From Publishers Weekly
British historian Moorhouse (Killing Hitler) puts a human face on the capital city of a Reich at war. In the summer of 1939, Berliners were optimistic and grateful to their führer for Germany' s improving economy and political order--above all, the country was at peace. That was to change with the declaration of war on September 1. Efforts to maintain some sense of normality were overshadowed by the benchmarks of total war: blackouts, rationing, and beginning in 1940 the air raids that would leave Berlin in ruins. Foreign forced laborers poured in to work in military factories, as Jews boarded trains, headed for annihilation. A network of informers aided a ubiquitous Gestapo with a veritable epidemic of denunciations as civic relations in the city collapsed. At war' s end Berlin became the Reich' s final battleground as the Red Army paid back four years of atrocities with an orgy of looting and rape. Yet Berliners sustained a chip-on-the–shoulder independence. Despite Berliners' soul-searching and recriminations (barely touched on here), Moorhouse drily relates the irony that, after the devastation, the hope that had dominated prewar Berlin quickly regained the upper hand. 16 pages of b&w photos; 1 map.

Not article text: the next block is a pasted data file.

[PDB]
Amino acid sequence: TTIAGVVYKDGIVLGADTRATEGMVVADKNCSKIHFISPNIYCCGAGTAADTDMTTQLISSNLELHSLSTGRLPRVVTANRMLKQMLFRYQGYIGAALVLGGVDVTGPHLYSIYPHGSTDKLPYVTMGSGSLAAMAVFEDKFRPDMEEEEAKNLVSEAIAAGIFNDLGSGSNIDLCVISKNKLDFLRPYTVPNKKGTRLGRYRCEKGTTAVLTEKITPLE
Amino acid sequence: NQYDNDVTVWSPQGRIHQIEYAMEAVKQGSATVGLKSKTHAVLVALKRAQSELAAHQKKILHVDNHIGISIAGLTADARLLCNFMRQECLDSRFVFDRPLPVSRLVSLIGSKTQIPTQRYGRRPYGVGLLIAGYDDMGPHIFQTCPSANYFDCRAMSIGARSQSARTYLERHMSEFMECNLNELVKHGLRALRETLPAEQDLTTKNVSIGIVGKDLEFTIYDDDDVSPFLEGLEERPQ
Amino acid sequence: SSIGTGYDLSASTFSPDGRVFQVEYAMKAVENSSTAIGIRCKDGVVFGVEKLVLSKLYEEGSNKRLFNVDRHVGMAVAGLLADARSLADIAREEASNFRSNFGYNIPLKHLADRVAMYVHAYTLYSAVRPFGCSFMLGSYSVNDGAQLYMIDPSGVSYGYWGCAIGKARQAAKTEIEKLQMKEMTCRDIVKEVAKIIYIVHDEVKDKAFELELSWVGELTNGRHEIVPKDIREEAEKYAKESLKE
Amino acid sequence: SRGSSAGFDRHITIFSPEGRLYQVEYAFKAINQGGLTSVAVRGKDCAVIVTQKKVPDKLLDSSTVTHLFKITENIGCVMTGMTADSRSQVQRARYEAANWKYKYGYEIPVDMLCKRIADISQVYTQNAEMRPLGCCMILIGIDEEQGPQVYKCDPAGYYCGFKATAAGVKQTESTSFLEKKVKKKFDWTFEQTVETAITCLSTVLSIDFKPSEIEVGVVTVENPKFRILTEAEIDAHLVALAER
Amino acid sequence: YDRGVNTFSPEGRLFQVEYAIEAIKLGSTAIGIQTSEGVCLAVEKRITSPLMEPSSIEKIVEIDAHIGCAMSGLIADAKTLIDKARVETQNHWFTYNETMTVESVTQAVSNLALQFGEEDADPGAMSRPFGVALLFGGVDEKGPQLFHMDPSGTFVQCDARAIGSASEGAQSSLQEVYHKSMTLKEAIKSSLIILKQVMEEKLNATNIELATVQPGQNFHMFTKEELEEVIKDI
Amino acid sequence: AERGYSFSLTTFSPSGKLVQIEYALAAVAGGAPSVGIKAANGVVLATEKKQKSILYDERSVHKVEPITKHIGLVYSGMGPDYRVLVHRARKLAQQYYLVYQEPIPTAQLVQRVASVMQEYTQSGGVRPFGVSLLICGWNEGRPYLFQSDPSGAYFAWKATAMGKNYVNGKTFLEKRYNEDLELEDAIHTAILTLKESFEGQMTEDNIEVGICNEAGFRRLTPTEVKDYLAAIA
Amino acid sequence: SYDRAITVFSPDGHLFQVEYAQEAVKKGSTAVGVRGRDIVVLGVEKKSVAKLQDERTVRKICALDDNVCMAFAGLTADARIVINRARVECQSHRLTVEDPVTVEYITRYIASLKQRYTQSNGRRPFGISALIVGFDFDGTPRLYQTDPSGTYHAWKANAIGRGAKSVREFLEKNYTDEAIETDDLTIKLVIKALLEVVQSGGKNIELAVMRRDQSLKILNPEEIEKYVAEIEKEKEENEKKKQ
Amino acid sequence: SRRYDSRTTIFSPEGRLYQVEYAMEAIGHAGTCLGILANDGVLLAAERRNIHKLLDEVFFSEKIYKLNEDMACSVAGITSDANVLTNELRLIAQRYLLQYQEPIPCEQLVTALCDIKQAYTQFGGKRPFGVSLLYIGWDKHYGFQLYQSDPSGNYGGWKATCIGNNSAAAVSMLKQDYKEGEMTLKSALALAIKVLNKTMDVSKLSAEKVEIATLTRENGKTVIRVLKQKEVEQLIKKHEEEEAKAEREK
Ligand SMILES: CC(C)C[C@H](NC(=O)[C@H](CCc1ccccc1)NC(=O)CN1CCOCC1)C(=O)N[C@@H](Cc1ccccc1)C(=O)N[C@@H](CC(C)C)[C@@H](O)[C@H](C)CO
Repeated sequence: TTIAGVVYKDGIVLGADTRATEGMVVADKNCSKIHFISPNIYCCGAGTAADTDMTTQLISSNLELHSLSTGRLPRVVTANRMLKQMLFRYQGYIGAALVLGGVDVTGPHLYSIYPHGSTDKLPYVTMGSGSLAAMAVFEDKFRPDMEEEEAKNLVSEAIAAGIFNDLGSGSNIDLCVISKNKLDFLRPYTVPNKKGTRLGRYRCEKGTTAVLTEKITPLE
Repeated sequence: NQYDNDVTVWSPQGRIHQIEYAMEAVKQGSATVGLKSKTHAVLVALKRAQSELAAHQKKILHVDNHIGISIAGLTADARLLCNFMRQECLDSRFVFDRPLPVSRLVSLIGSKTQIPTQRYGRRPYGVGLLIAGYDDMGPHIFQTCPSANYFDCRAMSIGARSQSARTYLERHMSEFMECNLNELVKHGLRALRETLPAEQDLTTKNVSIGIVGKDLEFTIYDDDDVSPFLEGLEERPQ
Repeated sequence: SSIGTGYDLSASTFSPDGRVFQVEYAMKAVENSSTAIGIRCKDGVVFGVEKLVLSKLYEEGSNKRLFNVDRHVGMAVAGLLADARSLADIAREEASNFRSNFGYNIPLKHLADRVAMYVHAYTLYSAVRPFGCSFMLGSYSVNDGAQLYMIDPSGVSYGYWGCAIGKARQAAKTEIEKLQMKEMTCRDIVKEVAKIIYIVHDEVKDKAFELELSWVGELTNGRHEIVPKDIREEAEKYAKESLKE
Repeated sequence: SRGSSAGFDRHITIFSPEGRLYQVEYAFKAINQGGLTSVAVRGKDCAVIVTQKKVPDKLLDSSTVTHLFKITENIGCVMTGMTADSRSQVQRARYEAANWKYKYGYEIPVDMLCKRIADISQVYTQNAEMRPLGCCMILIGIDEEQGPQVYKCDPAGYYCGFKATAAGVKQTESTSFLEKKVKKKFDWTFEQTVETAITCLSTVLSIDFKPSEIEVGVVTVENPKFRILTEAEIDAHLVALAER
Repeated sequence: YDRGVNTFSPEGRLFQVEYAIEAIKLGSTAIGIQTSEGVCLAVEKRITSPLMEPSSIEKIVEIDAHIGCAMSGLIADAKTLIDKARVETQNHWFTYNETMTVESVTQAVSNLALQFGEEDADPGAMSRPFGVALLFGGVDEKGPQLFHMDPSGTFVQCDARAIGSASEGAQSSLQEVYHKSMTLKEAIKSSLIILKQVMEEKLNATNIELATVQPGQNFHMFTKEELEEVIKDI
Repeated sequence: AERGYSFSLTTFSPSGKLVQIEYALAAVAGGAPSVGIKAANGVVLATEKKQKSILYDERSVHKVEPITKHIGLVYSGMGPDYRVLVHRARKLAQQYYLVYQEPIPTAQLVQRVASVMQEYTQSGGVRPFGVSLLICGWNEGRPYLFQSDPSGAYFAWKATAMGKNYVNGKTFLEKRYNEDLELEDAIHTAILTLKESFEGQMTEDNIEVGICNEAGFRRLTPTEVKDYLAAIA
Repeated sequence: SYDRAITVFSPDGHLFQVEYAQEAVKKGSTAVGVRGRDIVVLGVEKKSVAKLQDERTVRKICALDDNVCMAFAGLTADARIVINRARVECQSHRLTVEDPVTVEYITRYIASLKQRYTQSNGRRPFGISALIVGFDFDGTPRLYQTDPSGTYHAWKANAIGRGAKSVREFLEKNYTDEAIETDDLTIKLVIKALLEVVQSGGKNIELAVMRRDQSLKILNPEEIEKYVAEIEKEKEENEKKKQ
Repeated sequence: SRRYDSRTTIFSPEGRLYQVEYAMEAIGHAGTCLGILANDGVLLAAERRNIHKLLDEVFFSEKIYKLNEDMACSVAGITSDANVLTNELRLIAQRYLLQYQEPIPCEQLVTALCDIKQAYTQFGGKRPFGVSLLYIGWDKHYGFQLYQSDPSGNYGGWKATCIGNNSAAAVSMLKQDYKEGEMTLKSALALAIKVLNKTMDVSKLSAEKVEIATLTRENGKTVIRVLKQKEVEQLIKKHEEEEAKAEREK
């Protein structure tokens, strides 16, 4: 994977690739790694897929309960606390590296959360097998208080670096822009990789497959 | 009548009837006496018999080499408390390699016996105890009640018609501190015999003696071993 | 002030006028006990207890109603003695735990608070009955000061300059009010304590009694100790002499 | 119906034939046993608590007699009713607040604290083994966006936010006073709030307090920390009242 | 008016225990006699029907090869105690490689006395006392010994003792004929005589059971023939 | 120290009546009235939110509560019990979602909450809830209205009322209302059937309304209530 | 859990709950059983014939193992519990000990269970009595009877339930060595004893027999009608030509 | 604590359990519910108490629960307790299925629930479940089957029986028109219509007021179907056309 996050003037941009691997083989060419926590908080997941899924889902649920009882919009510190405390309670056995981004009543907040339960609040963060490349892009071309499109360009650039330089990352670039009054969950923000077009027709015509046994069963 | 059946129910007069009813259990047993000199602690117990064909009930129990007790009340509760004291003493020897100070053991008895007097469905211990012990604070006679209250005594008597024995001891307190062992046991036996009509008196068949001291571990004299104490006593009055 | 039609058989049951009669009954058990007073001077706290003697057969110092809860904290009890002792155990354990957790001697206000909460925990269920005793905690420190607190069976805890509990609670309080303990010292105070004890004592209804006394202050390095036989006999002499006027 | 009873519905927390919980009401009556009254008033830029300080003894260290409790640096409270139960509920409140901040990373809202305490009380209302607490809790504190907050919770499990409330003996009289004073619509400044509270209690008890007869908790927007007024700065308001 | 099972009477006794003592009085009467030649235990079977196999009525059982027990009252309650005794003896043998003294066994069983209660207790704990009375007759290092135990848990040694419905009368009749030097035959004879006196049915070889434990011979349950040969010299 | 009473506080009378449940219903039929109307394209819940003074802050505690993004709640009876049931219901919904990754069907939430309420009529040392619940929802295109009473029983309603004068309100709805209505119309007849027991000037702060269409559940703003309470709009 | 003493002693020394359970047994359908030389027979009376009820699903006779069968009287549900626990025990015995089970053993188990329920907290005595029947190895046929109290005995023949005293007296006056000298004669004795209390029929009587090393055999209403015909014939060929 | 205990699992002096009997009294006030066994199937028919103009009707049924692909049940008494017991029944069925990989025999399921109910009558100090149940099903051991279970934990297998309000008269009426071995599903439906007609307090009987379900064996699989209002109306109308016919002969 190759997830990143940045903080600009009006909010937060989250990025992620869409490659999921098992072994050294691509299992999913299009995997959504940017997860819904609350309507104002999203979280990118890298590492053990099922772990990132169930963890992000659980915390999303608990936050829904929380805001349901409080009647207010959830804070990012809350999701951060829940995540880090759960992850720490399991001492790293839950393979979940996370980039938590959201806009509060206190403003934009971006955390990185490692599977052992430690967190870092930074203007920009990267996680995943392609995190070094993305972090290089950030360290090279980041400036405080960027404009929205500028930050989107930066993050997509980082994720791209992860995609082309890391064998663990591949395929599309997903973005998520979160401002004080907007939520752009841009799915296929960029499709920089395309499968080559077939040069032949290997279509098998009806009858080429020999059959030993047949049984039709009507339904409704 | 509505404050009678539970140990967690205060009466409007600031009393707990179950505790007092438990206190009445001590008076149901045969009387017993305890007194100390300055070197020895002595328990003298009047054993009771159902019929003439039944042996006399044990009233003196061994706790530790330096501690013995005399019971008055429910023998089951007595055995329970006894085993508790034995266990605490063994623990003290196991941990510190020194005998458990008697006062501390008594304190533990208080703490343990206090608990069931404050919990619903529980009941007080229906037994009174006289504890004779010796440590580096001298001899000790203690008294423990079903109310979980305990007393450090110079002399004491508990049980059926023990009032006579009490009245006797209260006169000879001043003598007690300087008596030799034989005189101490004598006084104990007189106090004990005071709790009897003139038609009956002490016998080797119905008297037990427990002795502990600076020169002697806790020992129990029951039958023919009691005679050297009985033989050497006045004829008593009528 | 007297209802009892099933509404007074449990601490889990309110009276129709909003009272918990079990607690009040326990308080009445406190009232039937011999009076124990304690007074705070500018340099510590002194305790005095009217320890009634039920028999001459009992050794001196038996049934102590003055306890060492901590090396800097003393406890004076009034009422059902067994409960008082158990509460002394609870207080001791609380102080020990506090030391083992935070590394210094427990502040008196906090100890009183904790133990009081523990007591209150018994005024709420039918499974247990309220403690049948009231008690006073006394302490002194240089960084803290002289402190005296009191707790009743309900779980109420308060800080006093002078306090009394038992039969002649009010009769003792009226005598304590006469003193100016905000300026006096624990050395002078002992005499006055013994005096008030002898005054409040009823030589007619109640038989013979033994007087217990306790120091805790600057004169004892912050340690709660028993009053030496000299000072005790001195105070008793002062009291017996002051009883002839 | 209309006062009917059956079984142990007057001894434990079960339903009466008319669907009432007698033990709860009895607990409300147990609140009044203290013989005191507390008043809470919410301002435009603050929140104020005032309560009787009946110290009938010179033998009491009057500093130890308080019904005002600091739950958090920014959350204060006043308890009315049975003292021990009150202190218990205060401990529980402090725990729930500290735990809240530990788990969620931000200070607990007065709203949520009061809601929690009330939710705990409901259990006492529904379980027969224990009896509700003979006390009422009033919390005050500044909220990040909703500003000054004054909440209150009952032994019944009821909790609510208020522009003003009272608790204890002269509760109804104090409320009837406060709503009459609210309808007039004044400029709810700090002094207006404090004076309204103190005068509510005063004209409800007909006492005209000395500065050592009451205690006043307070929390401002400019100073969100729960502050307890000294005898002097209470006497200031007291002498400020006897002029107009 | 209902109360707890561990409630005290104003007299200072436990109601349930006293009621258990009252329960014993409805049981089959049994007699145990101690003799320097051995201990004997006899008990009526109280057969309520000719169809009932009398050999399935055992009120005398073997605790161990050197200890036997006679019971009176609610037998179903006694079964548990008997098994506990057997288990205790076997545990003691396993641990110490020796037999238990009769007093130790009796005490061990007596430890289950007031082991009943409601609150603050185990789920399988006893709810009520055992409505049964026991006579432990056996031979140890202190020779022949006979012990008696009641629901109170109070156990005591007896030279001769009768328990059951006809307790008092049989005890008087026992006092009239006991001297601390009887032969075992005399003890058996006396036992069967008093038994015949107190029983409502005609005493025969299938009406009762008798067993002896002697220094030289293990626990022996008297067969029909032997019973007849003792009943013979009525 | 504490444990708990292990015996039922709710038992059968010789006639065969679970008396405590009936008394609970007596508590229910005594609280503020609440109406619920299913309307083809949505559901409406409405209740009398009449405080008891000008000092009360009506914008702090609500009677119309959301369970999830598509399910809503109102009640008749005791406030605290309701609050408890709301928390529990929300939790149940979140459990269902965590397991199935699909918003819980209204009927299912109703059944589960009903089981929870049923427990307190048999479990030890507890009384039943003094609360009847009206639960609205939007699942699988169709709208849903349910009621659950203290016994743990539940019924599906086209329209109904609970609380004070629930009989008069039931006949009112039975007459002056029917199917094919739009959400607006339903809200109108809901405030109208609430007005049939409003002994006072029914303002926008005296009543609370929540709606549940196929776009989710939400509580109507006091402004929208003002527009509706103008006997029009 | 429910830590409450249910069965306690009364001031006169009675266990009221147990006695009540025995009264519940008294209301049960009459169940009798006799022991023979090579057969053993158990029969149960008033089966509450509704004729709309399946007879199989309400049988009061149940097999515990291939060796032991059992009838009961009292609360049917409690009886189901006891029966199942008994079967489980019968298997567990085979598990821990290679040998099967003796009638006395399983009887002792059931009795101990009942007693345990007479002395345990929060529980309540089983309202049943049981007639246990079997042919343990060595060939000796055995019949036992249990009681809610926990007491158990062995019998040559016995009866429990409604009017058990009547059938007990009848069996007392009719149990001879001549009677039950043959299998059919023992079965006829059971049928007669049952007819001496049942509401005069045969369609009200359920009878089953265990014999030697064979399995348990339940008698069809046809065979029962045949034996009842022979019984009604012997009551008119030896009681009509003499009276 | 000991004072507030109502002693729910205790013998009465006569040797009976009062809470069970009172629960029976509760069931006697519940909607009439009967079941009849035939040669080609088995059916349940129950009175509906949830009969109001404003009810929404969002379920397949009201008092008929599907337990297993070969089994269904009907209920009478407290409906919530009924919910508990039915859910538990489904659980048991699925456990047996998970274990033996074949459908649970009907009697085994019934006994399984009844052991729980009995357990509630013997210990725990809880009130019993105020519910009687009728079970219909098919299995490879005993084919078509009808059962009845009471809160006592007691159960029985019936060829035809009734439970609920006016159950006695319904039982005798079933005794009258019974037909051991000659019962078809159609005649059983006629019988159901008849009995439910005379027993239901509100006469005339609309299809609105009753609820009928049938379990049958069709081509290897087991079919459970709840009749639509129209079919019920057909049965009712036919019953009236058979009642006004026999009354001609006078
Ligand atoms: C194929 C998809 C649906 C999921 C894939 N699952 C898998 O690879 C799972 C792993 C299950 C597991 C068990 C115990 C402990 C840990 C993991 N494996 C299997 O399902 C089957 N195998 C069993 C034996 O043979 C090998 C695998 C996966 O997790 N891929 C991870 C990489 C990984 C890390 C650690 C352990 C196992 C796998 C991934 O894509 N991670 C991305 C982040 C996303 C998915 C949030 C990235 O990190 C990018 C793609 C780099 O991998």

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Election results in the fading days of the Weimar Republic indicate that Berliners were not particularly sympathetic to Hitler or his movement. Yet Berlin endured horrible physical destruction, deprivation, and death. This included intense Allied bombings by day and night, and a siege and eventual ravaging by the Russian army. Moorhouse, who has written extensively on the history of the Third Reich, succeeds in conveying the rhythms and travails of the lives of ordinary Berliners as the assault on their city intensifies. He begins with an almost idyllic scene as huge crowds in Berlin witness the celebration of Hitler’s birthday in April 1939; at the time, of course, Germany seemed to have achieved itsforeign-policy goals without firing a shot. As the fortunes of Germany and Berlin deteriorate, Moorhouse uses the testimonies of a variety of Berliners to describe some memorable scenes and struggles.This is a hard, unrelenting saga of the effects of total warfare on citizens just hoping to survive. --Jay Freeman